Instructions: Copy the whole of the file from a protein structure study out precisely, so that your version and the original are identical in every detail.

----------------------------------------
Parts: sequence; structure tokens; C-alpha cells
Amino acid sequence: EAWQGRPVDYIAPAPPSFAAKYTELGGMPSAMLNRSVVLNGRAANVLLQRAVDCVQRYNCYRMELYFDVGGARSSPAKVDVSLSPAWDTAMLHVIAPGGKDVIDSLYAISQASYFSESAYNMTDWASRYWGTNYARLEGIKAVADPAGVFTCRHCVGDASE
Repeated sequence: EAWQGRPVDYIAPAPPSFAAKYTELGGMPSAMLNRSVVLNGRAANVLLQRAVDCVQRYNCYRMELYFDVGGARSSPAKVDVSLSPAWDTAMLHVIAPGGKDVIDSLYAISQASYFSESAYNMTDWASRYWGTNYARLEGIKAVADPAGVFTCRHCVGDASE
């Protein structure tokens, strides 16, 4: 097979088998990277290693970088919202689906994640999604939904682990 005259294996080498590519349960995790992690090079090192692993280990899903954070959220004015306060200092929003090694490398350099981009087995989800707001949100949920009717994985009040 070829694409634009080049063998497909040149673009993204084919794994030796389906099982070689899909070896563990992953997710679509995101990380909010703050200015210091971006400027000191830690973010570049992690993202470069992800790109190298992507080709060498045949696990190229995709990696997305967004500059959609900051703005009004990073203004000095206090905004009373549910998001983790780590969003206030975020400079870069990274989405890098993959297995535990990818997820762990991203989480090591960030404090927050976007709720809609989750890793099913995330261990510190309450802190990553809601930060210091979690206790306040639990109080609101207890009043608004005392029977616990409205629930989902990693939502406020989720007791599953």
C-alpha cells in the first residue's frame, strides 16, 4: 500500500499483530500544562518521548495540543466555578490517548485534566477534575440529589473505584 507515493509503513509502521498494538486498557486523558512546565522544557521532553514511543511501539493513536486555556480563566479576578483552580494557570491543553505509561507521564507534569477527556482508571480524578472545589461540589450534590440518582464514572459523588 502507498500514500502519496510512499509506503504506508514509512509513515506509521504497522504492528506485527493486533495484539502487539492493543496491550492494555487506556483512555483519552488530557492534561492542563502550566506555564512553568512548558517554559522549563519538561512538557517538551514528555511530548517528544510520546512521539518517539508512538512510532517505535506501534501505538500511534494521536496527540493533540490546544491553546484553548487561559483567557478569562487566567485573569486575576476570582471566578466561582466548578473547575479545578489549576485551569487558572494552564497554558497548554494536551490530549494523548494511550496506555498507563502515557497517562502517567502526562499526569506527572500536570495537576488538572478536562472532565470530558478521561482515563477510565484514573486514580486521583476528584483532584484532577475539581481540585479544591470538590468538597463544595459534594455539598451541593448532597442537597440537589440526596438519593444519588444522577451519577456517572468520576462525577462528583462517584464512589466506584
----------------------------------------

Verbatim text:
Parts: sequence; structure tokens; C-alpha cells
Amino acid sequence: EAWQGRPVDYIAPAPPSFAAKYTELGGMPSAMLNRSVVLNGRAANVLLQRAVDCVQRYNCYRMELYFDVGGARSSPAKVDVSLSPAWDTAMLHVIAPGGKDVIDSLYAISQASYFSESAYNMTDWASRYWGTNYARLEGIKAVADPAGVFTCRHCVGDASE
Repeated sequence: EAWQGRPVDYIAPAPPSFAAKYTELGGMPSAMLNRSVVLNGRAANVLLQRAVDCVQRYNCYRMELYFDVGGARSSPAKVDVSLSPAWDTAMLHVIAPGGKDVIDSLYAISQASYFSESAYNMTDWASRYWGTNYARLEGIKAVADPAGVFTCRHCVGDASE
């Protein structure tokens, strides 16, 4: 097979088998990277290693970088919202689906994640999604939904682990 005259294996080498590519349960995790992690090079090192692993280990899903954070959220004015306060200092929003090694490398350099981009087995989800707001949100949920009717994985009040 070829694409634009080049063998497909040149673009993204084919794994030796389906099982070689899909070896563990992953997710679509995101990380909010703050200015210091971006400027000191830690973010570049992690993202470069992800790109190298992507080709060498045949696990190229995709990696997305967004500059959609900051703005009004990073203004000095206090905004009373549910998001983790780590969003206030975020400079870069990274989405890098993959297995535990990818997820762990991203989480090591960030404090927050976007709720809609989750890793099913995330261990510190309450802190990553809601930060210091979690206790306040639990109080609101207890009043608004005392029977616990409205629930989902990693939502406020989720007791599953």
C-alpha cells in the first residue's frame, strides 16, 4: 500500500499483530500544562518521548495540543466555578490517548485534566477534575440529589473505584 507515493509503513509502521498494538486498557486523558512546565522544557521532553514511543511501539493513536486555556480563566479576578483552580494557570491543553505509561507521564507534569477527556482508571480524578472545589461540589450534590440518582464514572459523588 502507498500514500502519496510512499509506503504506508514509512509513515506509521504497522504492528506485527493486533495484539502487539492493543496491550492494555487506556483512555483519552488530557492534561492542563502550566506555564512553568512548558517554559522549563519538561512538557517538551514528555511530548517528544510520546512521539518517539508512538512510532517505535506501534501505538500511534494521536496527540493533540490546544491553546484553548487561559483567557478569562487566567485573569486575576476570582471566578466561582466548578473547575479545578489549576485551569487558572494552564497554558497548554494536551490530549494523548494511550496506555498507563502515557497517562502517567502526562499526569506527572500536570495537576488538572478536562472532565470530558478521561482515563477510565484514573486514580486521583476528584483532584484532577475539581481540585479544591470538590468538597463544595459534594455539598451541593448532597442537597440537589440526596438519593444519588444522577451519577456517572468520576462525577462528583462517584464512589466506584